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The museum’s F-4 Phantom II logged more than 5,000 hours of flight time during its 15 years of service, including 1,300 carrier landings on both the USS Independence and the USS Saratoga.


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Fast fish

Over 6,000 MiG-21 Fishbeds were built. Many are still in service with air forces around the world. This example’s history is a bit of a mystery. Before the museum it was on display at nearby Bolling Air Force Base in Washington, DC.


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Clear Sky Storm

This is the only remaining Aichi M6A Seiran, or “Clear Sky Storm.” It’s a Japanese floatplane designed for transport and launch from a submarine, ostensibly to attack the US mainland during WWII. 

The YouTube channel Mustard has an excellent video about submarine aircraft carriers.


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The first of three incredibly rare German aircraft at the museum is the Dornier Do 335 “Arrow”, a twin-engine heavy fighter. It was Germany’s fastest propeller aircraft of World War II, with a top speed of 474 mph. Only 37 were made before the war ended.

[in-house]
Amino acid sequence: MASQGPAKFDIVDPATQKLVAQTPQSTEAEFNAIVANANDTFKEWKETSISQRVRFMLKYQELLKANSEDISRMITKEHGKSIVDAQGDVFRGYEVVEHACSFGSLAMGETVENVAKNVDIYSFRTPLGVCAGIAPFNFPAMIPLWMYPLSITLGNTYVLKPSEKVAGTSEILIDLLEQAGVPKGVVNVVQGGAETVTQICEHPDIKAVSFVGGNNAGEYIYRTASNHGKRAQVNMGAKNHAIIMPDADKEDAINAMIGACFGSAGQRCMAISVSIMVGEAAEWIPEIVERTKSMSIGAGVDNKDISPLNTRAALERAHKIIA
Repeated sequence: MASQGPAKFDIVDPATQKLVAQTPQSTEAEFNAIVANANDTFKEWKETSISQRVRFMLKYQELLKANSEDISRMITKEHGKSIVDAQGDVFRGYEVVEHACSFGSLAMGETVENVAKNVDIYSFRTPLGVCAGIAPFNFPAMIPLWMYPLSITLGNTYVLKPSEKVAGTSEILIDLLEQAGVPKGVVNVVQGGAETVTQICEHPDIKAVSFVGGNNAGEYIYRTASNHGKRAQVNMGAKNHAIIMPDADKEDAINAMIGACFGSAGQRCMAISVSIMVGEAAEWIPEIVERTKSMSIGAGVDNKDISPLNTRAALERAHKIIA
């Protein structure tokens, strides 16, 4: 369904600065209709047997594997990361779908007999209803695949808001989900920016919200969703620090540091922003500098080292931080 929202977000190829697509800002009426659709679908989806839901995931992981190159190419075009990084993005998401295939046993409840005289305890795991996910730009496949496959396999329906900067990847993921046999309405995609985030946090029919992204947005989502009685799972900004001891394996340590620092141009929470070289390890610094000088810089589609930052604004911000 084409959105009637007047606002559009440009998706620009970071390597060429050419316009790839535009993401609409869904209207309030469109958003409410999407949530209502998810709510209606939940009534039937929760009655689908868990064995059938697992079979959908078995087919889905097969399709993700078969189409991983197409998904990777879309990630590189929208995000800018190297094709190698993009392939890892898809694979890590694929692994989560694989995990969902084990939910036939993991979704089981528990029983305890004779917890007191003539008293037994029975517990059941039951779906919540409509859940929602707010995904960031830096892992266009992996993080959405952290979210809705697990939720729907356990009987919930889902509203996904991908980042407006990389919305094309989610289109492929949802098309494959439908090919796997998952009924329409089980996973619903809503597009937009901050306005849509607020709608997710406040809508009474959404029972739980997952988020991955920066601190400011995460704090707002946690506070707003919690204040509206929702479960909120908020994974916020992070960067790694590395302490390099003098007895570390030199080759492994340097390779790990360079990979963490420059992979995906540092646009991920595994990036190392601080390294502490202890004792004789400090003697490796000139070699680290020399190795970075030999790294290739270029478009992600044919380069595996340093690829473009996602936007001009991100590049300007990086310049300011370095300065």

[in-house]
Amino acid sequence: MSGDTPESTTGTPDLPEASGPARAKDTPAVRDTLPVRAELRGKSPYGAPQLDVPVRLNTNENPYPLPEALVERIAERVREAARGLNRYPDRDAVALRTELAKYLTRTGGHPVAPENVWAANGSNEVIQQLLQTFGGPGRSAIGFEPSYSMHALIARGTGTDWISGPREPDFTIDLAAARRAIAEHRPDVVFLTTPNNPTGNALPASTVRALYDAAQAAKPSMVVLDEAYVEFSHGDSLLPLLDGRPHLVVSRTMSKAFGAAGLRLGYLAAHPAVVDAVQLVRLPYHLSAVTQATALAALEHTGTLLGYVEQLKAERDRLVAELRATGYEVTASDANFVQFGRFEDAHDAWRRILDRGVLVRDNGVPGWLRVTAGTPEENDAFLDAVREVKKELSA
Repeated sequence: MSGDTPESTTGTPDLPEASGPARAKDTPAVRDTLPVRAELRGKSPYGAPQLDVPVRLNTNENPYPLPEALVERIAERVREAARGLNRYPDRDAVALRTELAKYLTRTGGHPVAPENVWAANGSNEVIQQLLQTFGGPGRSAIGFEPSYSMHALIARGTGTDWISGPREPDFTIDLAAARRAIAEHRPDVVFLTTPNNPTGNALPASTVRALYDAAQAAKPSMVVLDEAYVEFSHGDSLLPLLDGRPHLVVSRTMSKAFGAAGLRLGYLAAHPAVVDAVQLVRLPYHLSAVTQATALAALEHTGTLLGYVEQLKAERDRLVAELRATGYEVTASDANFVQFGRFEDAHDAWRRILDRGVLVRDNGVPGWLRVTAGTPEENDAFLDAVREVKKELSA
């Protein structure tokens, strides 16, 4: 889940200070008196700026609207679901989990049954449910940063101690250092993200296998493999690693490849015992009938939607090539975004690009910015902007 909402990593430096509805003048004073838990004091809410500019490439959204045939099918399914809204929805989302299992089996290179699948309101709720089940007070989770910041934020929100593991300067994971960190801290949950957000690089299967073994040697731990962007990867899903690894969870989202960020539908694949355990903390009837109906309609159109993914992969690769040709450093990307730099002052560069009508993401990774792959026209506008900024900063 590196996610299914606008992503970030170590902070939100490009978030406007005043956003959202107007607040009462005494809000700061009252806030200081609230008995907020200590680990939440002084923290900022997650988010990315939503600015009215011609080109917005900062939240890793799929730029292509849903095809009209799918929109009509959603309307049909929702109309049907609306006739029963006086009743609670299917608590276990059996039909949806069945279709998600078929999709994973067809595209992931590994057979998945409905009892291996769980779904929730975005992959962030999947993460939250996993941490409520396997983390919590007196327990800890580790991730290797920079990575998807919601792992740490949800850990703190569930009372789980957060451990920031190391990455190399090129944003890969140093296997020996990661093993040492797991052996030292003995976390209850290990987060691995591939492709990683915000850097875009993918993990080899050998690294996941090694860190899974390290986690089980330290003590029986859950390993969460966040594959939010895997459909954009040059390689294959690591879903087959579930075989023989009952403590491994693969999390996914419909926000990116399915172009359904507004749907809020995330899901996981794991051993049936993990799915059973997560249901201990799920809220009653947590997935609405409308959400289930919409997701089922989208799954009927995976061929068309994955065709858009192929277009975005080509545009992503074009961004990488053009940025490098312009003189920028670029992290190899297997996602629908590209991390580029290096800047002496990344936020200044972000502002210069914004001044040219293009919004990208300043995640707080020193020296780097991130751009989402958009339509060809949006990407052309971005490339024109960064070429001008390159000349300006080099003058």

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First jet bomber

This is the only surviving Arado Ar 234, the world’s first operational jet bomber. It was largely used for reconnaissance. 


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The large aircraft in the middle is the only fully restored Heinkel He 219 Uhu night fighter. It was extremely advanced for its time, with radar, ejection seats and more. Fewer than 300 were made.

At the bottom is a Focke-Wulf Fw 190, which was shipped to the US after the war for study, and preserved at the museum since the late 1940s. 


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This Junkers Ju 52 was built in Spain in 1951 and donated to this museum by Lufthansa.


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Not a toy. Seriously.

The SA-2A Sky Baby, hand-built by Ray Stits at his home in California. It actually flew at air shows in 1952.


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Rutan’s flyer

Burt Rutan’s Voyager is the first plane to fly around the world nonstop without refueling. It took nine days to make the trip in 1986, covering 26,366 miles, at an average speed of just 116 mph. The airframe only weighs 939 pounds when empty. And with the engines, it still weighs less than a modern Mazda Miata. It remains an amazing piece of engineering more than 35 years later.